The gas then goes through a moisture separator. The gas is very warm when it is extracted from the ground, but cools as it travels through the collection system. This causes condensate to form. If the condensate is not removed, it could disrupt the entire system. Attached are the blowers, which pull the gas from the wells into the rest of the system. The gas will then either continue through the system to be converted to energy, or it will go to a flare. Flares burn any excess landfill gas that is above the capacity of the energy conversion system, or during renovations, as to prevent any methane from being released into the atmosphere. Here’s a look at what the typical system looks like:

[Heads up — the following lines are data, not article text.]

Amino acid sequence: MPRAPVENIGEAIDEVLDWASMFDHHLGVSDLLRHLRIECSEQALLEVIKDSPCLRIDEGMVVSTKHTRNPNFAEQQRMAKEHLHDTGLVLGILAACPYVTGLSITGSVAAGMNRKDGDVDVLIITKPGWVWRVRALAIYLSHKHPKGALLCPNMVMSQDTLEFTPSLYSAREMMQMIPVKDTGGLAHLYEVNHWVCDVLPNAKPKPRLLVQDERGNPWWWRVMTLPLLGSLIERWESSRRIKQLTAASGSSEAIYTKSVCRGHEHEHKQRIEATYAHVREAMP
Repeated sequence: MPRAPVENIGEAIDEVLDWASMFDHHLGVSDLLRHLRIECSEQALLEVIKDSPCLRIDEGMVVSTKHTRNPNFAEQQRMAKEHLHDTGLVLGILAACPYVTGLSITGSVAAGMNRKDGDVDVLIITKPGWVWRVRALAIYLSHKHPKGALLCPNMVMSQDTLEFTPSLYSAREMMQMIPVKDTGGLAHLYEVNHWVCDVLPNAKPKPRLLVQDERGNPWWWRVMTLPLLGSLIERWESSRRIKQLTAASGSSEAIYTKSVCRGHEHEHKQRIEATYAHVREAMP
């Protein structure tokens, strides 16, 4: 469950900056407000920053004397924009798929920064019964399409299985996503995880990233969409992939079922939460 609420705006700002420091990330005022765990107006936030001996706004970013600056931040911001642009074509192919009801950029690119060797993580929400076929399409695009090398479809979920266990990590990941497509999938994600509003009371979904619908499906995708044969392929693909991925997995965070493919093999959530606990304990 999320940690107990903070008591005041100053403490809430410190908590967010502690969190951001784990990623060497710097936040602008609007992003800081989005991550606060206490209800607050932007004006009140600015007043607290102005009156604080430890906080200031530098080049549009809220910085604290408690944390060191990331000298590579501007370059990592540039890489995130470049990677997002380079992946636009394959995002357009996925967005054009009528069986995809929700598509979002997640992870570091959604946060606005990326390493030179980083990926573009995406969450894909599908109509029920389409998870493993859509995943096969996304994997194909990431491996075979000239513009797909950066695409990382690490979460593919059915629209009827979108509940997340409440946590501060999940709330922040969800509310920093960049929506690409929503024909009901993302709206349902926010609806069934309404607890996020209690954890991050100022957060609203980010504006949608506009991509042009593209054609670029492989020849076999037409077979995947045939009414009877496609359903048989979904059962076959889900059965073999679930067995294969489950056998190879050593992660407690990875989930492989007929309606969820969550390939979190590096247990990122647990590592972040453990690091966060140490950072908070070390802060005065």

About 3/4 of current landfill projects are focused on electricity generation. Most of these use internal combustion engines, which are capable of running on projects designed for anywhere from 800 kW to 3 MW (megawatts). Gas turbines are usually used for large projects handling over 5 MW of electricity. Microturbines are for smaller projects, as each unit is capable of handling about 250 kW at most. The rest of the landfill projects are for direct use, which heat local buildings and facilities, usually within 5 miles of the landfill. The Puente Hills landfill, the largest landfill gas to electricity program in America, is currently producing 50 MW of electricity annually, which could provide power to about 50,000 homes. For a look at current landfill projects and potential future ones, check out this EPA page.